Category Archives: dogs

The Circle of Life

Back in March, when we made the correct but heart-wrenching decision to have our dog Abbey put down, we swore with Scarlett O’Hara-like determination that we would never own another dog again.  Abbey had been too good a dog, and losing her had been so heartbreaking, we felt quite sure we would never be ready to have another canine presence in the house.  Abbey was, we were convinced, the toughest act for any dog to follow, and we thought it would be unfair to any dog to bring him or her into our house where — again, in our view — the prior dog had set the bar almost impossibly high.  More than anything, we just felt the hole Abbey left in the family could never be filled by another dog — so we weren’t even going to try.

And yet, despite our tough talk, every time we passed anyone walking a dog, each of us would catch the other casting a long, lingering, and slightly jealous look at the dogwalker and his or her fuzzy companion.  Eventually none of us tried to hide it; we would just watch longingly as the dog passed by.  Almost always, one of us would make the Universal ‘Isn’t That Dog Cute?’ Sound: “Awwwwww…” Clearly, we were weakening.

Suddenly, and quite independently of each other, Barb, Madi and I began looking for dogs on websites for animal rescues in the Maryland and surrounding area.  We started passing e-mails back and forth to each other with attachments we’d pulled off the web.  “Isn’t this one GREAT?” Barb would enthuse.  “Awwww, I want THIS one!” Madi would gush.  Me, I wanted them all.  We scrolled through what seemed hundreds of entries, each dog practically begging us to take him or her home.  We made inquiries about a few; encouragingly, most of the dogs had been adopted. We were pleased for the rescued dogs, but that still left us dogless.

One night, it seemed our decision had been made for us.  Barb and I were out for our evening walk, heading down the hill on a new road that’s being constructed near our neighborhood, when a black dog came wiggling out of the woods toward us.  “Well, hello!” Barb said, and the dog came running right to her, then rolled over on its back , tongue lolling, tail wagging.  The dog was in decent shape — a bit thin and covered with spots of what looked like paint or tar — but while it had a collar, it had no tags, just a shock-collar sensor.  We thought perhaps it had escaped from a yard with an invisible fence, likely taking advantage of a drained battery or broken connection somewhere.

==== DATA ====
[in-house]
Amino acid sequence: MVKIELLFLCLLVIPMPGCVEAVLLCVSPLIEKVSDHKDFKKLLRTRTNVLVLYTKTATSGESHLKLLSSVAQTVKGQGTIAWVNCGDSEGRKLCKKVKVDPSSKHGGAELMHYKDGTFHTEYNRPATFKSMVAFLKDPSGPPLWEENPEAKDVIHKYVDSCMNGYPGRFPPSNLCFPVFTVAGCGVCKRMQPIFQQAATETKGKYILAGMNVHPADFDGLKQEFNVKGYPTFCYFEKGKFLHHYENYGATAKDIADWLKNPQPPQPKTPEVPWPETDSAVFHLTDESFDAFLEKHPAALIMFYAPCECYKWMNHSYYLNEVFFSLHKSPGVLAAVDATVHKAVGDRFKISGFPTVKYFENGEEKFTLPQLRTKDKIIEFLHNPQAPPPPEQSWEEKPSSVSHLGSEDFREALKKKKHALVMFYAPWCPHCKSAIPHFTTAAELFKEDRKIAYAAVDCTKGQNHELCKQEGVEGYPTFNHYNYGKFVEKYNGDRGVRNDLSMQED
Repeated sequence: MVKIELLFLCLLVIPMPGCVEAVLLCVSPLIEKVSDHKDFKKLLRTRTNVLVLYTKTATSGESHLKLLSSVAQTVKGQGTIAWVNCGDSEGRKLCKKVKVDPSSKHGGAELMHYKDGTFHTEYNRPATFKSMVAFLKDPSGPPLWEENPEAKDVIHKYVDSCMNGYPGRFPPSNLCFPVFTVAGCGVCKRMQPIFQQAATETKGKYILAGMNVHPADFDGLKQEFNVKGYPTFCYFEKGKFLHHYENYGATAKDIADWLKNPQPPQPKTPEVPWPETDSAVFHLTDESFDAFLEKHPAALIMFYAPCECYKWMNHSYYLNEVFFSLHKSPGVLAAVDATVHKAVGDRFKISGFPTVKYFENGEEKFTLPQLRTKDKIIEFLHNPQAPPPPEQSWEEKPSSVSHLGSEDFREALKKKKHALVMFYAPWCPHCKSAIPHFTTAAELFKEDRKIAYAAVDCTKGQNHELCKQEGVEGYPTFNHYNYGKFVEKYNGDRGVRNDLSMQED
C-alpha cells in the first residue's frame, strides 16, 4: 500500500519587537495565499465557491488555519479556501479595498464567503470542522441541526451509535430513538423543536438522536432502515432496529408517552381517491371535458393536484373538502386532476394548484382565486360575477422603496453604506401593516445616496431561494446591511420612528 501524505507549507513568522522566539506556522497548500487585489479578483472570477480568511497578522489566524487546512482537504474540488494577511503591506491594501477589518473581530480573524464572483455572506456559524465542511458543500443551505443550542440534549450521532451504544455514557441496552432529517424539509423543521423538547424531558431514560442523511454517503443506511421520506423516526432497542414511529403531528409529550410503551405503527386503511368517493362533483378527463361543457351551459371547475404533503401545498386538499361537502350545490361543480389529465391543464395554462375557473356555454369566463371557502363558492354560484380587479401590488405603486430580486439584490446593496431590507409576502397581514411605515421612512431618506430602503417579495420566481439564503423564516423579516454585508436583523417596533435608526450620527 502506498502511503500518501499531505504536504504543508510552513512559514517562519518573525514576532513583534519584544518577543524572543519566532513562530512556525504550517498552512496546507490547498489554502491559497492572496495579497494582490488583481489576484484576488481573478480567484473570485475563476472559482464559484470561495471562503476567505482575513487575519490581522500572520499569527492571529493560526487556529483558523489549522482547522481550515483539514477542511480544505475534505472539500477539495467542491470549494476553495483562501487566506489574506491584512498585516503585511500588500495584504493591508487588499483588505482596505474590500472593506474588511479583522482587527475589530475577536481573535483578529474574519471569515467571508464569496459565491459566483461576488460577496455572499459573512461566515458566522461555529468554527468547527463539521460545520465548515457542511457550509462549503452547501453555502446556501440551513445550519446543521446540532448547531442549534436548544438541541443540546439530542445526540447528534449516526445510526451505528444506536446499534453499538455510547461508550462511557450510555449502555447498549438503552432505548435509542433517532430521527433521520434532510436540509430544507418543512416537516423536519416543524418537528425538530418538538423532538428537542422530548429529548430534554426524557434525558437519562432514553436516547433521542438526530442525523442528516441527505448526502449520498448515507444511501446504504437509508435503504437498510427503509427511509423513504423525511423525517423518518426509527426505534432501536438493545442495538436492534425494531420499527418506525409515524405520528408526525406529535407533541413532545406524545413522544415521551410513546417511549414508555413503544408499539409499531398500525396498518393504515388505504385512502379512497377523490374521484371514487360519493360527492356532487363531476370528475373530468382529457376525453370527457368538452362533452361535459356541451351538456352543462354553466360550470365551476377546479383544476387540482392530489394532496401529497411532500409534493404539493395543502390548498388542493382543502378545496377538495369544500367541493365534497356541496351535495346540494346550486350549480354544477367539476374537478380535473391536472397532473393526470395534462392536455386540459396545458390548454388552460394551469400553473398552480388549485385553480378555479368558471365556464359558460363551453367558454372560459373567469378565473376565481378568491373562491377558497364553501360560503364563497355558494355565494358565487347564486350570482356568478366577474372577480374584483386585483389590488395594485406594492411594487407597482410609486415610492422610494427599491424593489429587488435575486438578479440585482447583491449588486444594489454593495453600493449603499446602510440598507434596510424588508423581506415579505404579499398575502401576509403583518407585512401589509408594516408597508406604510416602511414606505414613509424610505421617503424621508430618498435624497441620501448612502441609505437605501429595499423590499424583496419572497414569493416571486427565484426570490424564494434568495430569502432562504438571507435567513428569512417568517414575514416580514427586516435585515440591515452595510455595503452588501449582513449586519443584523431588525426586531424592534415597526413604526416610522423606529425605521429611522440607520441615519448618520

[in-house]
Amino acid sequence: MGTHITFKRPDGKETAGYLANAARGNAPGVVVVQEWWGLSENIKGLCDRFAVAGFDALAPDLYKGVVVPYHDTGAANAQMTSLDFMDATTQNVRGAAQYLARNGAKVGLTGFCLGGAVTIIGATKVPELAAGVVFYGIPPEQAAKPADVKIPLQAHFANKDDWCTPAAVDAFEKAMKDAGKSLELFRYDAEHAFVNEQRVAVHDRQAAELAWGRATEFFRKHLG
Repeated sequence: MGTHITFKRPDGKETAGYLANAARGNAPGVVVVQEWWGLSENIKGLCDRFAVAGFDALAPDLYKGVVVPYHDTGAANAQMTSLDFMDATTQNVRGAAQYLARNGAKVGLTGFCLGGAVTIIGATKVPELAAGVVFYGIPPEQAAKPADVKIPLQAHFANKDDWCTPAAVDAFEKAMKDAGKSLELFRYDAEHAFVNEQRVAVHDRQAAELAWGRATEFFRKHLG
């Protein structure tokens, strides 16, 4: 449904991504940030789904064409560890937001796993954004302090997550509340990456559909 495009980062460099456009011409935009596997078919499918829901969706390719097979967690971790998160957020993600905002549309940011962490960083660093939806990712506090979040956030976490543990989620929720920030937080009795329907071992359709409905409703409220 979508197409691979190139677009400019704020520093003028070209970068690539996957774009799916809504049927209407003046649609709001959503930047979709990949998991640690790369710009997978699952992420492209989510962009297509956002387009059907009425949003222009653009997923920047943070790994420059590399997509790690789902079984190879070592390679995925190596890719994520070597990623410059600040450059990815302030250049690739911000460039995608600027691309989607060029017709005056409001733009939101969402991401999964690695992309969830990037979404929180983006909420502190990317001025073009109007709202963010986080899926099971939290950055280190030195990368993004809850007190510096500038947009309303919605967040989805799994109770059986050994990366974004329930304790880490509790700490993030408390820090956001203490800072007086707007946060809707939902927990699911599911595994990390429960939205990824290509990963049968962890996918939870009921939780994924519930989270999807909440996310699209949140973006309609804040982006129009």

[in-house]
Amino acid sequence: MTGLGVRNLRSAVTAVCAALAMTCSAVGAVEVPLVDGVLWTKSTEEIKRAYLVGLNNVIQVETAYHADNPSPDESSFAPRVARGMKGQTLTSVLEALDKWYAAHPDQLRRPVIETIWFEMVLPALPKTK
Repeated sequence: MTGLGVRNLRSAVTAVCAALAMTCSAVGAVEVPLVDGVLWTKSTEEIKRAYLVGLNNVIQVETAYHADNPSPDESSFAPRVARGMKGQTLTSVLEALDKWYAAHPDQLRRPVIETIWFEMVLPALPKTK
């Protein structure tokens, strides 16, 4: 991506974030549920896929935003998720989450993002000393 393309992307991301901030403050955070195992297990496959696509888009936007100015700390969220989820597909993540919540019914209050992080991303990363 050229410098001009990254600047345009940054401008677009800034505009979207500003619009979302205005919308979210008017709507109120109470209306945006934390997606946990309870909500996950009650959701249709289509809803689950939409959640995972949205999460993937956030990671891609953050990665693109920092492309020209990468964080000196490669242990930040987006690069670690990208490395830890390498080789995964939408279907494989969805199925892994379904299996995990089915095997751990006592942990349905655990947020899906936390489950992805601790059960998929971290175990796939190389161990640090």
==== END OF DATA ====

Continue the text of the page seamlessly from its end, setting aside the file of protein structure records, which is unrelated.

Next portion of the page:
It was dark, so we took the dog home, fed it, and put it in a bath.  That night, it started off sleeping on the floor of our upstairs bedroom — but the next morning, we found it curled up happily on the couch, its head resting on a throw pillow.  I took it to the vet to see if perhaps it had an ID chip by which we might identify it, and to get a bit of an idea of how old it might be.  After some poking and looking, our vet guessed the dog was about five — and while it had no ID chip, she did say it appeared to have been well cared for, as it was spayed and had no signs of illness, apart from a bit of an ear infection.

“Well, we’re sort of on the market for a new dog,” I told her, “but what do you normally do in a situation like this?  I mean, this is a really sweet dog, and we want to be sure that there’s not some eight-year-old girl really missing her.”  Our vet said she would call the other three animal hospitals in the area to see if anyone was looking for a dog, and would also check in with the humane society.  In the meantime, she recommended we put up “DOG FOUND” posters to see if anyone would call to claim her. “If no one claims her,” the vet said, “I don’t see why you couldn’t hang on to her.”  She sent us out the door with ear drops for the dog, and didn’t charge us a thing.  I love our vet.

For the next day or so, we worked at getting used to this new dog, in the event we might be able to keep her.  Madi was thrilled to have a dog in the house again, and purchased the leash and the multi-colored collar the dog now wore around its neck. We couldn’t agree on a name for her — Madi called her Lucy, while Barb was calling her Jenny.  I just called her the generic “Here, girl!” — oddly, I was finding it hard to attach myself to this dog; it felt too much like someone else’s pet, and Barb pointed out that it always seemed to be looking for a way out, as if it were saying, “This has been great, and you’re really nice people — but I’m ready to go home now.”

Ultimately, we decided we owed it to both the dog and its owners to do some due diligence, beyond merely putting up posters.  We put the dog in the back seat of the car and drove to the neighborhood that backed onto the construction area where we had found the dog. We waited to see if the dog would give some kind of sign that something, anything, looked familiar.  Mostly it just looked out the window.